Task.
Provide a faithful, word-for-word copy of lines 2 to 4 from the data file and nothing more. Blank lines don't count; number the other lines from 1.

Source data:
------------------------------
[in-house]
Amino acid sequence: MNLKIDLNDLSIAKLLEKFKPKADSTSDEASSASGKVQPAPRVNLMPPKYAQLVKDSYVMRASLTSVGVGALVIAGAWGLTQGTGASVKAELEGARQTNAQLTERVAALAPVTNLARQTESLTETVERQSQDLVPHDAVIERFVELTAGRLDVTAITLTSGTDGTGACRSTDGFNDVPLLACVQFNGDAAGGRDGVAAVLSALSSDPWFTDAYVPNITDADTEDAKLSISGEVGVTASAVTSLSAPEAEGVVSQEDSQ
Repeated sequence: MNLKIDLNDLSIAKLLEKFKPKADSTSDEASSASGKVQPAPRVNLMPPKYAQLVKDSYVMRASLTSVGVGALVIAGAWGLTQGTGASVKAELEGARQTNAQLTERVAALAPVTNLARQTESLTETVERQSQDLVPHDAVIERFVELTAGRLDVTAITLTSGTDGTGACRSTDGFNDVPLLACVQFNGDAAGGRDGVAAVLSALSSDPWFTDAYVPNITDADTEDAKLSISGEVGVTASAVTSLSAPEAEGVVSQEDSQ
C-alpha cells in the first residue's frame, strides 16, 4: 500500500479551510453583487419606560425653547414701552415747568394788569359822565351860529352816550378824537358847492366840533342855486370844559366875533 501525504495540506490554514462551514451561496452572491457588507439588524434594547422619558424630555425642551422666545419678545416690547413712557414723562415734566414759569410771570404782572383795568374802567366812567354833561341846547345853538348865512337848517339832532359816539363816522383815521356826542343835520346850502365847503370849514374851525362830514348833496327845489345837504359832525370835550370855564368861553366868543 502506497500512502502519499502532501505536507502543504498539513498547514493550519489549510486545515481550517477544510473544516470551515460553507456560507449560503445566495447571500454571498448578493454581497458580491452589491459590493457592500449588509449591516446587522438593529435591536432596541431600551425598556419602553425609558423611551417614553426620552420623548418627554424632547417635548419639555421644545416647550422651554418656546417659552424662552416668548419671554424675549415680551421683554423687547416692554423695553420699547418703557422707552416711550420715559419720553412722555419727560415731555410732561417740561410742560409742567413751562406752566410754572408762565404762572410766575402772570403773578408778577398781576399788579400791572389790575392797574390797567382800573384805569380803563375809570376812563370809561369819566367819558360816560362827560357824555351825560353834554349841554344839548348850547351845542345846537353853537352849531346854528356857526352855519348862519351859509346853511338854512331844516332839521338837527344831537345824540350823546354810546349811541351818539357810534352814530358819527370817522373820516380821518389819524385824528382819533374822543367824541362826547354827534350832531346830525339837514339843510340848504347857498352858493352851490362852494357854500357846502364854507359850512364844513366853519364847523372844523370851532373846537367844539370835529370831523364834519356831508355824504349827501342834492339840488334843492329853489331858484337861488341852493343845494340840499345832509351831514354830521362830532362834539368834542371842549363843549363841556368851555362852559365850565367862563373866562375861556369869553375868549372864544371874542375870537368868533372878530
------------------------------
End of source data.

Amino acid sequence: MNLKIDLNDLSIAKLLEKFKPKADSTSDEASSASGKVQPAPRVNLMPPKYAQLVKDSYVMRASLTSVGVGALVIAGAWGLTQGTGASVKAELEGARQTNAQLTERVAALAPVTNLARQTESLTETVERQSQDLVPHDAVIERFVELTAGRLDVTAITLTSGTDGTGACRSTDGFNDVPLLACVQFNGDAAGGRDGVAAVLSALSSDPWFTDAYVPNITDADTEDAKLSISGEVGVTASAVTSLSAPEAEGVVSQEDSQ
Repeated sequence: MNLKIDLNDLSIAKLLEKFKPKADSTSDEASSASGKVQPAPRVNLMPPKYAQLVKDSYVMRASLTSVGVGALVIAGAWGLTQGTGASVKAELEGARQTNAQLTERVAALAPVTNLARQTESLTETVERQSQDLVPHDAVIERFVELTAGRLDVTAITLTSGTDGTGACRSTDGFNDVPLLACVQFNGDAAGGRDGVAAVLSALSSDPWFTDAYVPNITDADTEDAKLSISGEVGVTASAVTSLSAPEAEGVVSQEDSQ
C-alpha cells in the first residue's frame, strides 16, 4: 500500500479551510453583487419606560425653547414701552415747568394788569359822565351860529352816550378824537358847492366840533342855486370844559366875533 501525504495540506490554514462551514451561496452572491457588507439588524434594547422619558424630555425642551422666545419678545416690547413712557414723562415734566414759569410771570404782572383795568374802567366812567354833561341846547345853538348865512337848517339832532359816539363816522383815521356826542343835520346850502365847503370849514374851525362830514348833496327845489345837504359832525370835550370855564368861553366868543 502506497500512502502519499502532501505536507502543504498539513498547514493550519489549510486545515481550517477544510473544516470551515460553507456560507449560503445566495447571500454571498448578493454581497458580491452589491459590493457592500449588509449591516446587522438593529435591536432596541431600551425598556419602553425609558423611551417614553426620552420623548418627554424632547417635548419639555421644545416647550422651554418656546417659552424662552416668548419671554424675549415680551421683554423687547416692554423695553420699547418703557422707552416711550420715559419720553412722555419727560415731555410732561417740561410742560409742567413751562406752566410754572408762565404762572410766575402772570403773578408778577398781576399788579400791572389790575392797574390797567382800573384805569380803563375809570376812563370809561369819566367819558360816560362827560357824555351825560353834554349841554344839548348850547351845542345846537353853537352849531346854528356857526352855519348862519351859509346853511338854512331844516332839521338837527344831537345824540350823546354810546349811541351818539357810534352814530358819527370817522373820516380821518389819524385824528382819533374822543367824541362826547354827534350832531346830525339837514339843510340848504347857498352858493352851490362852494357854500357846502364854507359850512364844513366853519364847523372844523370851532373846537367844539370835529370831523364834519356831508355824504349827501342834492339840488334843492329853489331858484337861488341852493343845494340840499345832509351831514354830521362830532362834539368834542371842549363843549363841556368851555362852559365850565367862563373866562375861556369869553375868549372864544371874542375870537368868533372878530